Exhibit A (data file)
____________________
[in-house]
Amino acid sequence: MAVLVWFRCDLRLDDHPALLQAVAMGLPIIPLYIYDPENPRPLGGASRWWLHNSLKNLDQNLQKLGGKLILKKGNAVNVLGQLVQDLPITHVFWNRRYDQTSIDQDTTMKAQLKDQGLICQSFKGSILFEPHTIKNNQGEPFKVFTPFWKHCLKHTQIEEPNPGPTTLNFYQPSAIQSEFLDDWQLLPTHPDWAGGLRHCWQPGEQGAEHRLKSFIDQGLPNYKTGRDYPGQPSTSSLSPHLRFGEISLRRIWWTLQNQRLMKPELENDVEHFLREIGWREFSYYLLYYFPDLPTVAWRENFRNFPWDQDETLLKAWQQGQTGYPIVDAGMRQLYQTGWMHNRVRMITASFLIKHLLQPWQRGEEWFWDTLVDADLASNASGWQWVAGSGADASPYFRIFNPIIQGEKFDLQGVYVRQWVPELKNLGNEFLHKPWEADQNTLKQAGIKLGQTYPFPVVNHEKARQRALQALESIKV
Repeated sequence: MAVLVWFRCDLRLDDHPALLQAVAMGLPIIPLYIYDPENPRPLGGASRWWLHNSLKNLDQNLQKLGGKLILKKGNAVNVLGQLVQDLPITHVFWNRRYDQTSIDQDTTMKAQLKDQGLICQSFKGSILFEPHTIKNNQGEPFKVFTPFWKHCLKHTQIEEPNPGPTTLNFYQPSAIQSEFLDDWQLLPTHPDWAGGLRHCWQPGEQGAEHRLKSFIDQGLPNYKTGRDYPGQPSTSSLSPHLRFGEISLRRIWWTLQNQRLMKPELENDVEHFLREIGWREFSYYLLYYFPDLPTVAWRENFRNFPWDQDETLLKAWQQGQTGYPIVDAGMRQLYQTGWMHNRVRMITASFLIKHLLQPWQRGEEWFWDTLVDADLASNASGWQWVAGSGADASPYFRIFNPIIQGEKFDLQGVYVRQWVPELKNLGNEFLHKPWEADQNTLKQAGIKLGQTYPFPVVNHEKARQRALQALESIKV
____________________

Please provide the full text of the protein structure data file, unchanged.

[in-house]
Amino acid sequence: MAVLVWFRCDLRLDDHPALLQAVAMGLPIIPLYIYDPENPRPLGGASRWWLHNSLKNLDQNLQKLGGKLILKKGNAVNVLGQLVQDLPITHVFWNRRYDQTSIDQDTTMKAQLKDQGLICQSFKGSILFEPHTIKNNQGEPFKVFTPFWKHCLKHTQIEEPNPGPTTLNFYQPSAIQSEFLDDWQLLPTHPDWAGGLRHCWQPGEQGAEHRLKSFIDQGLPNYKTGRDYPGQPSTSSLSPHLRFGEISLRRIWWTLQNQRLMKPELENDVEHFLREIGWREFSYYLLYYFPDLPTVAWRENFRNFPWDQDETLLKAWQQGQTGYPIVDAGMRQLYQTGWMHNRVRMITASFLIKHLLQPWQRGEEWFWDTLVDADLASNASGWQWVAGSGADASPYFRIFNPIIQGEKFDLQGVYVRQWVPELKNLGNEFLHKPWEADQNTLKQAGIKLGQTYPFPVVNHEKARQRALQALESIKV
Repeated sequence: MAVLVWFRCDLRLDDHPALLQAVAMGLPIIPLYIYDPENPRPLGGASRWWLHNSLKNLDQNLQKLGGKLILKKGNAVNVLGQLVQDLPITHVFWNRRYDQTSIDQDTTMKAQLKDQGLICQSFKGSILFEPHTIKNNQGEPFKVFTPFWKHCLKHTQIEEPNPGPTTLNFYQPSAIQSEFLDDWQLLPTHPDWAGGLRHCWQPGEQGAEHRLKSFIDQGLPNYKTGRDYPGQPSTSSLSPHLRFGEISLRRIWWTLQNQRLMKPELENDVEHFLREIGWREFSYYLLYYFPDLPTVAWRENFRNFPWDQDETLLKAWQQGQTGYPIVDAGMRQLYQTGWMHNRVRMITASFLIKHLLQPWQRGEEWFWDTLVDADLASNASGWQWVAGSGADASPYFRIFNPIIQGEKFDLQGVYVRQWVPELKNLGNEFLHKPWEADQNTLKQAGIKLGQTYPFPVVNHEKARQRALQALESIKV